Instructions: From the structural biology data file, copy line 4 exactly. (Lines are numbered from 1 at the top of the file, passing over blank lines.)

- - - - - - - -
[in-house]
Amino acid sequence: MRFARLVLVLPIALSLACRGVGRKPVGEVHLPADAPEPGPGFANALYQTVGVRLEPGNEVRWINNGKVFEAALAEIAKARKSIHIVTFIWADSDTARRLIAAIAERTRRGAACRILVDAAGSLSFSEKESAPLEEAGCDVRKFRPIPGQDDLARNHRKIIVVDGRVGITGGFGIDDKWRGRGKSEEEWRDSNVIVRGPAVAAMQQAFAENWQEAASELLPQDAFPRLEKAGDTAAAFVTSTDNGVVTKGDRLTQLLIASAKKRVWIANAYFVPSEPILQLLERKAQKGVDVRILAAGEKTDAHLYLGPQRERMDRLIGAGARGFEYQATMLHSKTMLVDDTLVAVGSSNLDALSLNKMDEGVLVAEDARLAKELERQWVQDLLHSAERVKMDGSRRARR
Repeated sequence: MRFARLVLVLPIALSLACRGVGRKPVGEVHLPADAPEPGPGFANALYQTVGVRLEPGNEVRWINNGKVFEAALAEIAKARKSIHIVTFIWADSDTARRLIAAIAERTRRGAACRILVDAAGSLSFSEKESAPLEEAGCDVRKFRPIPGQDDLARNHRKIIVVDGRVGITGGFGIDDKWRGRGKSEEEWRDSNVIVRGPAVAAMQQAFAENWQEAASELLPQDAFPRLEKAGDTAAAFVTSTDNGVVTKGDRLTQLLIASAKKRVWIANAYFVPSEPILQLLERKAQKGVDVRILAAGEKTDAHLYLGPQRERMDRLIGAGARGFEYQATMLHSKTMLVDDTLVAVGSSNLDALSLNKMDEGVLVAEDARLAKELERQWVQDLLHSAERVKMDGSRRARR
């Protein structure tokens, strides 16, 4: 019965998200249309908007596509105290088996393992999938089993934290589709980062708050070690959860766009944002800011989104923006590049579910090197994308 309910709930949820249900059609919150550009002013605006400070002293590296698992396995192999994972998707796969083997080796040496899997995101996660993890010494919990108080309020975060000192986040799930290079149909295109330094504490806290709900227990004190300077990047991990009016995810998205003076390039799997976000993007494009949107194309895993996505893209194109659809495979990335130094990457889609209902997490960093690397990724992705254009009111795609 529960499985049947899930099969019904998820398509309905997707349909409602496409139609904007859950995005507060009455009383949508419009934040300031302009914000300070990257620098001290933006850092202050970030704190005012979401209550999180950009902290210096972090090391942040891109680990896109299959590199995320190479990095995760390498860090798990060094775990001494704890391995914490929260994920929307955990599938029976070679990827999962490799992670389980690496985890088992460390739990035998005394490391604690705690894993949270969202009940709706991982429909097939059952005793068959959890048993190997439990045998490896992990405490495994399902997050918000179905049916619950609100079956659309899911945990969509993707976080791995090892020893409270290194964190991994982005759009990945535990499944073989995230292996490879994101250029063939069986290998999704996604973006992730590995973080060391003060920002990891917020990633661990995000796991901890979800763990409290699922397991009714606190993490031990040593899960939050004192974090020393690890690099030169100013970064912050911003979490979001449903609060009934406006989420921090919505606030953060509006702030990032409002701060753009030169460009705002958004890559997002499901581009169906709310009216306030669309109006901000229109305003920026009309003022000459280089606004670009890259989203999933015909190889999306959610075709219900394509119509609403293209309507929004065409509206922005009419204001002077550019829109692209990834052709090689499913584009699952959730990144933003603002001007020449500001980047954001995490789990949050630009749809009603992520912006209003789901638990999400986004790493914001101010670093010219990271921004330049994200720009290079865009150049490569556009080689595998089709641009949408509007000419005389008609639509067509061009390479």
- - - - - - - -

């Protein structure tokens, strides 16, 4: 019965998200249309908007596509105290088996393992999938089993934290589709980062708050070690959860766009944002800011989104923006590049579910090197994308 309910709930949820249900059609919150550009002013605006400070002293590296698992396995192999994972998707796969083997080796040496899997995101996660993890010494919990108080309020975060000192986040799930290079149909295109330094504490806290709900227990004190300077990047991990009016995810998205003076390039799997976000993007494009949107194309895993996505893209194109659809495979990335130094990457889609209902997490960093690397990724992705254009009111795609 529960499985049947899930099969019904998820398509309905997707349909409602496409139609904007859950995005507060009455009383949508419009934040300031302009914000300070990257620098001290933006850092202050970030704190005012979401209550999180950009902290210096972090090391942040891109680990896109299959590199995320190479990095995760390498860090798990060094775990001494704890391995914490929260994920929307955990599938029976070679990827999962490799992670389980690496985890088992460390739990035998005394490391604690705690894993949270969202009940709706991982429909097939059952005793068959959890048993190997439990045998490896992990405490495994399902997050918000179905049916619950609100079956659309899911945990969509993707976080791995090892020893409270290194964190991994982005759009990945535990499944073989995230292996490879994101250029063939069986290998999704996604973006992730590995973080060391003060920002990891917020990633661990995000796991901890979800763990409290699922397991009714606190993490031990040593899960939050004192974090020393690890690099030169100013970064912050911003979490979001449903609060009934406006989420921090919505606030953060509006702030990032409002701060753009030169460009705002958004890559997002499901581009169906709310009216306030669309109006901000229109305003920026009309003022000459280089606004670009890259989203999933015909190889999306959610075709219900394509119509609403293209309507929004065409509206922005009419204001002077550019829109692209990834052709090689499913584009699952959730990144933003603002001007020449500001980047954001995490789990949050630009749809009603992520912006209003789901638990999400986004790493914001101010670093010219990271921004330049994200720009290079865009150049490569556009080689595998089709641009949408509007000419005389008609639509067509061009390479």